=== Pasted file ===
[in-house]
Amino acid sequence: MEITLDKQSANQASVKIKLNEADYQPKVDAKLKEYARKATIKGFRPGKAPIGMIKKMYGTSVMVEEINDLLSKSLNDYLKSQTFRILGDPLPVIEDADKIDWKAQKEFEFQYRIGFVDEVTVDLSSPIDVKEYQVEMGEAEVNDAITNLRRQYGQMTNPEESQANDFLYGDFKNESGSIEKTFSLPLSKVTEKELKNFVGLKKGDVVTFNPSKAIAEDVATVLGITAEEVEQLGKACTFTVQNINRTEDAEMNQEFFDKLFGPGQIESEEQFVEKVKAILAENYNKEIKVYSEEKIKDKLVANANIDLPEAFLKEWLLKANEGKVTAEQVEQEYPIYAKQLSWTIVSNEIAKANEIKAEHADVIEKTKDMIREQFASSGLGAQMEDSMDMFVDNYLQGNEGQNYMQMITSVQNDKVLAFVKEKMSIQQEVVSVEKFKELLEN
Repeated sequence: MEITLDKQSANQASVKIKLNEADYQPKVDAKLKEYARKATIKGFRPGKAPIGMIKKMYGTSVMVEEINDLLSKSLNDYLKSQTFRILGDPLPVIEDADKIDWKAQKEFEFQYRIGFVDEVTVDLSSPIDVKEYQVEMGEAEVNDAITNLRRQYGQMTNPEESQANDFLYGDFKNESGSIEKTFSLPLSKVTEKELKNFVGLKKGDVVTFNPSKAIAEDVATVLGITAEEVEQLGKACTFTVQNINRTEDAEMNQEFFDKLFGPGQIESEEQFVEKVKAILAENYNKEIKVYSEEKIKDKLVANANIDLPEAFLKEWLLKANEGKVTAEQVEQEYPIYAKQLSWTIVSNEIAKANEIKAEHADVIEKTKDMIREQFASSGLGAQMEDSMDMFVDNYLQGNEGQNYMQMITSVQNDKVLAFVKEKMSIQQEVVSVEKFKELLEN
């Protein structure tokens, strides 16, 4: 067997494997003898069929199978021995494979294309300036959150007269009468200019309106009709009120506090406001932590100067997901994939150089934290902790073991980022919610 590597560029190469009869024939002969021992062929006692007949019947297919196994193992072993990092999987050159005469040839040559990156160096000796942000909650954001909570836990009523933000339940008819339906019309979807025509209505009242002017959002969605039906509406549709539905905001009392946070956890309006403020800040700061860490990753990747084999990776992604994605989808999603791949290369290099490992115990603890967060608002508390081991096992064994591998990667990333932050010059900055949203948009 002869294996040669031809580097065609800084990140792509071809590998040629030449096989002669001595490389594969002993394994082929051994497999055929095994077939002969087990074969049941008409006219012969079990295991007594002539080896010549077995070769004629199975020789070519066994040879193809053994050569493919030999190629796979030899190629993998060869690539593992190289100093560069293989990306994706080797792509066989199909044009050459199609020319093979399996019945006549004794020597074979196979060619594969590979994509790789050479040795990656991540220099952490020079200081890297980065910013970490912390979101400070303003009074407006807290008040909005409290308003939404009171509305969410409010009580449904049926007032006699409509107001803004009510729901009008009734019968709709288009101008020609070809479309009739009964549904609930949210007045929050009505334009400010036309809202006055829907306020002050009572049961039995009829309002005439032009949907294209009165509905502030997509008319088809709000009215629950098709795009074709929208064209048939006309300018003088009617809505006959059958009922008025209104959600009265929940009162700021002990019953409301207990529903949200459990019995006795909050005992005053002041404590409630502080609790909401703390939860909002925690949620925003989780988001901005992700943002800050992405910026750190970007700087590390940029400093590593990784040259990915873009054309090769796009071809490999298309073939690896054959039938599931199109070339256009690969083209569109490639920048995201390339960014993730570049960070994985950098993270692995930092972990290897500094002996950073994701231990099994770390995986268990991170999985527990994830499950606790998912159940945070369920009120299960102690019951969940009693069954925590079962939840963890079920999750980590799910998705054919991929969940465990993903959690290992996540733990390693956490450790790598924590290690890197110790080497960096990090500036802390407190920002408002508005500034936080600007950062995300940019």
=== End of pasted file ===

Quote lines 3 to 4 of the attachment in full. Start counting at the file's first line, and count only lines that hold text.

Repeated sequence: MEITLDKQSANQASVKIKLNEADYQPKVDAKLKEYARKATIKGFRPGKAPIGMIKKMYGTSVMVEEINDLLSKSLNDYLKSQTFRILGDPLPVIEDADKIDWKAQKEFEFQYRIGFVDEVTVDLSSPIDVKEYQVEMGEAEVNDAITNLRRQYGQMTNPEESQANDFLYGDFKNESGSIEKTFSLPLSKVTEKELKNFVGLKKGDVVTFNPSKAIAEDVATVLGITAEEVEQLGKACTFTVQNINRTEDAEMNQEFFDKLFGPGQIESEEQFVEKVKAILAENYNKEIKVYSEEKIKDKLVANANIDLPEAFLKEWLLKANEGKVTAEQVEQEYPIYAKQLSWTIVSNEIAKANEIKAEHADVIEKTKDMIREQFASSGLGAQMEDSMDMFVDNYLQGNEGQNYMQMITSVQNDKVLAFVKEKMSIQQEVVSVEKFKELLEN
């Protein structure tokens, strides 16, 4: 067997494997003898069929199978021995494979294309300036959150007269009468200019309106009709009120506090406001932590100067997901994939150089934290902790073991980022919610 590597560029190469009869024939002969021992062929006692007949019947297919196994193992072993990092999987050159005469040839040559990156160096000796942000909650954001909570836990009523933000339940008819339906019309979807025509209505009242002017959002969605039906509406549709539905905001009392946070956890309006403020800040700061860490990753990747084999990776992604994605989808999603791949290369290099490992115990603890967060608002508390081991096992064994591998990667990333932050010059900055949203948009 002869294996040669031809580097065609800084990140792509071809590998040629030449096989002669001595490389594969002993394994082929051994497999055929095994077939002969087990074969049941008409006219012969079990295991007594002539080896010549077995070769004629199975020789070519066994040879193809053994050569493919030999190629796979030899190629993998060869690539593992190289100093560069293989990306994706080797792509066989199909044009050459199609020319093979399996019945006549004794020597074979196979060619594969590979994509790789050479040795990656991540220099952490020079200081890297980065910013970490912390979101400070303003009074407006807290008040909005409290308003939404009171509305969410409010009580449904049926007032006699409509107001803004009510729901009008009734019968709709288009101008020609070809479309009739009964549904609930949210007045929050009505334009400010036309809202006055829907306020002050009572049961039995009829309002005439032009949907294209009165509905502030997509008319088809709000009215629950098709795009074709929208064209048939006309300018003088009617809505006959059958009922008025209104959600009265929940009162700021002990019953409301207990529903949200459990019995006795909050005992005053002041404590409630502080609790909401703390939860909002925690949620925003989780988001901005992700943002800050992405910026750190970007700087590390940029400093590593990784040259990915873009054309090769796009071809490999298309073939690896054959039938599931199109070339256009690969083209569109490639920048995201390339960014993730570049960070994985950098993270692995930092972990290897500094002996950073994701231990099994770390995986268990991170999985527990994830499950606790998912159940945070369920009120299960102690019951969940009693069954925590079962939840963890079920999750980590799910998705054919991929969940465990993903959690290992996540733990390693956490450790790598924590290690890197110790080497960096990090500036802390407190920002408002508005500034936080600007950062995300940019």